This week we’ve reached the letter N in Kerrie’s Crime Fiction Alphabet. My choice is a medley of ‘N‘s.
- I had thought I would review Peter James’s Not Dead Enough, and I started it a while back but put it down to read other books. Not because I didn’t like it, but it’s a very long book – 610 pages of very small font, which is difficult for me to read, especially late at night when my eyes get tired quickly. From the back cover:
On the night Brian Bishop murdered his wife he was sixty miles away, asleep in bed at the time. At least that’s the way it looks to Detective Superintendent Roy Grace, who is called to investigate the kinky slaying of beautiful young Brighton socialite, Katie Bishop.
- Another choice for the letter N that I considered is A Necessary End, an Inspector Banks mystery by Peter Robinson but I haven’t finished that book either. From the back cover:
In the usually peaceful town of Eastvale, a simmering tension has now reached breaking point. An anti-nuclear demonstration has ended in violence, leaving one policeman stabbed to death. Fired by professional outrage, Superintendent ‘Dirty Dick’ Burgess descends with vengeful fury on the inhabitants of ‘Maggie’s Farm’, an isolated house high on the daleside.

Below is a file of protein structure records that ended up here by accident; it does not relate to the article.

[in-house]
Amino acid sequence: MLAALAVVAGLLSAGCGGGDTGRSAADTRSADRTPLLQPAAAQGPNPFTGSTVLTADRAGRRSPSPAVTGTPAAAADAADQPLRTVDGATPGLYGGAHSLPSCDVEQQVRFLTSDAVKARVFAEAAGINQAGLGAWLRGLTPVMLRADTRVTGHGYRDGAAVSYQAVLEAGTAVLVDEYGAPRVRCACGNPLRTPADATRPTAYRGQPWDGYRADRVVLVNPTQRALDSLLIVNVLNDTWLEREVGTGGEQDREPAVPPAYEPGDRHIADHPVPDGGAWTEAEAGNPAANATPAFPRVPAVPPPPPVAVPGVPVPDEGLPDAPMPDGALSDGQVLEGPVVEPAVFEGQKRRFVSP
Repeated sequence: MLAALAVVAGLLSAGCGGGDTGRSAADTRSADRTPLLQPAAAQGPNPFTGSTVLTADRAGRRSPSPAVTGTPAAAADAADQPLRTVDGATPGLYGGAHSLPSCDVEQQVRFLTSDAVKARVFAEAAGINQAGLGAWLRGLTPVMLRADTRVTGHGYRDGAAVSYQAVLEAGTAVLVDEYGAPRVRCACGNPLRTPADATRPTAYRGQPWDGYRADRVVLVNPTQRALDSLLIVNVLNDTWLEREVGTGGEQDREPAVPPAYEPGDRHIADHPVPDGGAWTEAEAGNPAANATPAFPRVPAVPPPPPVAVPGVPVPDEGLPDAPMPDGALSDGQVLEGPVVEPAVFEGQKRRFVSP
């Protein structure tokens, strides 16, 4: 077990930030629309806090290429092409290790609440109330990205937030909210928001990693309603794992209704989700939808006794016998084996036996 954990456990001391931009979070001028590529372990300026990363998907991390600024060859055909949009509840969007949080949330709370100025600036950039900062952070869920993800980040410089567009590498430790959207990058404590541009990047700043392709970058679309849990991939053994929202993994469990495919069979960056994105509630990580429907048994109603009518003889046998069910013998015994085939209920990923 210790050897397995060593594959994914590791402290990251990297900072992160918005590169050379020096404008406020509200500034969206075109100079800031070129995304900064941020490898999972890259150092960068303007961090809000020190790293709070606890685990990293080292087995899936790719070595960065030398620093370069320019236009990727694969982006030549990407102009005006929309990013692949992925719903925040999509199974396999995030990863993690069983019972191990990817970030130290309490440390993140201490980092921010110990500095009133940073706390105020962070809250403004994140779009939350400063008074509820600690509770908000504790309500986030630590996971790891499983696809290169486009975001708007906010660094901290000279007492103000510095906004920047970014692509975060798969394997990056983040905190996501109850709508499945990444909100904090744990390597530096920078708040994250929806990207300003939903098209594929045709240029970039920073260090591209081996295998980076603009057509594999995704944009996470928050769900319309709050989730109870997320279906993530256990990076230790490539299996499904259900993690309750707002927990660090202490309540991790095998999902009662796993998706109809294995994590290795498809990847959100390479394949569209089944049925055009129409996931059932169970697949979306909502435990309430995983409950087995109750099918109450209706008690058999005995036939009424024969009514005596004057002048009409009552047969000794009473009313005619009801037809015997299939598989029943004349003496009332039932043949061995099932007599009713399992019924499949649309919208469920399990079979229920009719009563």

- My third choice is Not the End of the World by Christopher Brookmyre. I started reading this after enjoying Quite Ugly One Morning. The bookmark shows I’m up to page 30. I think I didn’t finish this book because I was expecting it to be set in Scotland like Quite Ugly One Morning and was put off by it being in Los Angeles – silly I know!
- Then there is Agatha Christie’s Nemesis, which is the last Miss Marple mystery. I only bought it recently and I’m itching to read it soon. Mr Rafiel, an old acquaintance (see A Caribbean Mystery), has died and left Miss Marple instructions for her to investigate a crime after his death.
- And finally the book I’m currently reading is Janet Neel’s Ticket to Ride, which so far is making very interesting reading. But I don’t want to write much about it before I’ve finished it. Ticket to Ride features Jules Carlisle a newly qualified solicitor. She takes on the case of Mirko Dragunoviç, an illegal immigrant who claims that one of the eight dead bodies, found on the beach west of King’s Lynn, is that of his brother.
Janet Neel is the nom de plume of Baroness Cohen of Pimlico who sits as a Labour peer in the House of Lords. She started out as a solicitor, then went to the Board of Trade and then to Charterhouse Bank. She has written several crime fiction novels. The first, Death’s Bright Angel won the John Creasey Prize and both Death of a Partner and Death Among the Dons were shortlisted for the CWA Gold Dagger.